No, I don't think that has happened. I think you can look globally and see the other kinds of incentives that can be deployed to support a particular kind of candidate, whether that's, for example, the provision of bicycles to women in East Timor or providing parties that are fulfilling a quota for particular candidates with an additional political broadcast. So, there are ways of using party regulation to incentivise political parties, but that's opening up a different kind of terrain, so I don't want to spend too much time on that.

But the point I think I would make about list systems is that because a political party is putting forward—let's think about the major political parties—a slate of candidates, it's very obvious from that slate whether they are picking very uniform candidates. So, it will be obvious, whereas one of the things I think that can happen under our first-past-the-post system is that nobody really realises at the aggregate level whether there's a homogeneity of candidates—they all look the same, they all come from the same background—until the day after the election, and you say, 'All these women are like this, and all the men are like this', or, 'There's not very many men', 'There's not very many women.' Where a party's putting forward a slate of up to eight candidates, you will be able to tell as a voter who the party has selected, and the party itself will therefore have an incentive to pick a more diverse set of candidates. That is an observation associated with proportional representation systems. Where you're putting forward a slate of candidates, there is already an incentive to be more diverse, and if you then add in a quota, then your likelihood—as Laura's said all along, there's no guarantee—is that you'll increase the chances of having a more diverse slate.

Thank you. That's really helpful. In the same way, you're not aware if there are X amount of women candidates on first-past-the-post but not necessarily in seats that are winnable for that party. Rosie, do you have any additional comments?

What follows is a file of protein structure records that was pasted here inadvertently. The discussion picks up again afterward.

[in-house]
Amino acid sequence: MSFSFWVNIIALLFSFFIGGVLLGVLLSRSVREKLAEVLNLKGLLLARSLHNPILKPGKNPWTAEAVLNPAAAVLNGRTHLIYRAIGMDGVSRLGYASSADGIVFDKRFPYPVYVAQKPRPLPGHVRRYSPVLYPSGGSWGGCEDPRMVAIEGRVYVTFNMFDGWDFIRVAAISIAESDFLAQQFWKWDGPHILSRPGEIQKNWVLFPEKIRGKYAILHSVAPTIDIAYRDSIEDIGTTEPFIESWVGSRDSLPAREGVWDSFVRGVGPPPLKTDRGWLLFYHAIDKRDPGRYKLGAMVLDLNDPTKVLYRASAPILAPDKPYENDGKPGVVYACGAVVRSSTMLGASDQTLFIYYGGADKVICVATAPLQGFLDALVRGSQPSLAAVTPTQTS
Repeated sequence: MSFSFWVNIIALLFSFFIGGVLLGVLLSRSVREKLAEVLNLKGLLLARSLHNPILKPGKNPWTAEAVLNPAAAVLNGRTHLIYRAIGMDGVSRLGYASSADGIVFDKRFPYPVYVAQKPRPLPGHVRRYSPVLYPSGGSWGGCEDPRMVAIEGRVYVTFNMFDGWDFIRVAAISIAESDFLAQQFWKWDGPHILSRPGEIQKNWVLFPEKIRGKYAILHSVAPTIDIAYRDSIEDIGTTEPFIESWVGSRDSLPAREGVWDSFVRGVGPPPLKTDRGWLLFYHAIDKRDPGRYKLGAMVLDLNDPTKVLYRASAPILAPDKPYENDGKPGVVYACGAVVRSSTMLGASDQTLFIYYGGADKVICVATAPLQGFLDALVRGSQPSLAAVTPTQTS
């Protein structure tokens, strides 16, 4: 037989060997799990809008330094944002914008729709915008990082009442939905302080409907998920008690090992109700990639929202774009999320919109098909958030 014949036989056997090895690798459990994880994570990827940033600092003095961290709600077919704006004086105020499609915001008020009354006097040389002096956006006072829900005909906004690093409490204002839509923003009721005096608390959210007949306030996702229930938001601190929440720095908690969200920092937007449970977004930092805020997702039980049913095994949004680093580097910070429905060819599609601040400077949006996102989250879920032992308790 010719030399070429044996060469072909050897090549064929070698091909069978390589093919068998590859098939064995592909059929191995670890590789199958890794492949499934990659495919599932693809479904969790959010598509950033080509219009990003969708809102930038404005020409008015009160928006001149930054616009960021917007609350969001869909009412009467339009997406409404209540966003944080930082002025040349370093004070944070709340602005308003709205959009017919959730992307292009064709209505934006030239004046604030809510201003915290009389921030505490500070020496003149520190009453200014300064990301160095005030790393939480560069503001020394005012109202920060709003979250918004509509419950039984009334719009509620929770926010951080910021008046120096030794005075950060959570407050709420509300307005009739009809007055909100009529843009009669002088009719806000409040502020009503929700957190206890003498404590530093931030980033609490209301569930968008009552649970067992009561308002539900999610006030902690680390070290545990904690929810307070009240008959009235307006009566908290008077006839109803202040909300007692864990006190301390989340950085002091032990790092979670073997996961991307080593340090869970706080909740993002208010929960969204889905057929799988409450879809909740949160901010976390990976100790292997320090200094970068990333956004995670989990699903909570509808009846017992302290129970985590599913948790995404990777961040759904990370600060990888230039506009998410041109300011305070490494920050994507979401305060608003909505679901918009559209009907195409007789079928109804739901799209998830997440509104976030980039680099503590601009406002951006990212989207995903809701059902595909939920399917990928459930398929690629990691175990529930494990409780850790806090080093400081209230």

I would just like to echo Laura's points about job share. One of the things we really care about is seeing diversity across a range of characteristics, and for people who have got caring needs, who have got disabilities, sometimes job share can be a way to access roles that they couldn't do full time, men and women, and that would be a fantastic initiative.

Could I just say one final point about that? I think it's really interesting that places beyond Wales are really keen to see what you are doing on job sharing—the fact that you've taken it seriously and it's part of your considerations. I think that's really impressive for what's going on in Wales at the moment, and people are keen to see that taken seriously from outside.

Diolch. Os caf i ofyn cwestiwn olaf, fedrwch chi amlinellu'ch barn chi ynglŷn â'r pwysigrwydd, efallai, o gasglu a chyhoeddi data ar amrywiaeth ymgeiswyr, ac os ydych chi'n meddwl y byddai hyn yn helpu ni i gynyddu amrywiaeth? Pwy fyddai'n hoffi mynd gyntaf?

Thank you. If I could ask a final question, can you outline your views on the importance of the collection and publication of candidate diversity data, and if you think that this could help us to increase diversity? Who would like to go first?

I'm very happy to jump in on this one, because section 106 of the Equality Act 2010 is one of my most favourite pieces of legislation that has not been enacted. I think it's about transparency, it's about empowering voters and others in civil society to hold political parties to account. I think it's a shame that the Governments post 2010 have not enacted that piece of legislation, and I think it's an absolute minimal requirement. It should not have been left on the shelf, in my opinion, and I realise I've been quite strong there.

10:20
Professor Laura McAllister 10:20:24

'Hear, hear' to all of that. We actually made that recommendation in the expert panel report, by the way. I don't accept the arguments that are raised that this would put an unreasonable burden on political parties. It's a burden that will bring dividends and is not as big as some parties would make it out to be, so I think it's pretty fundamental.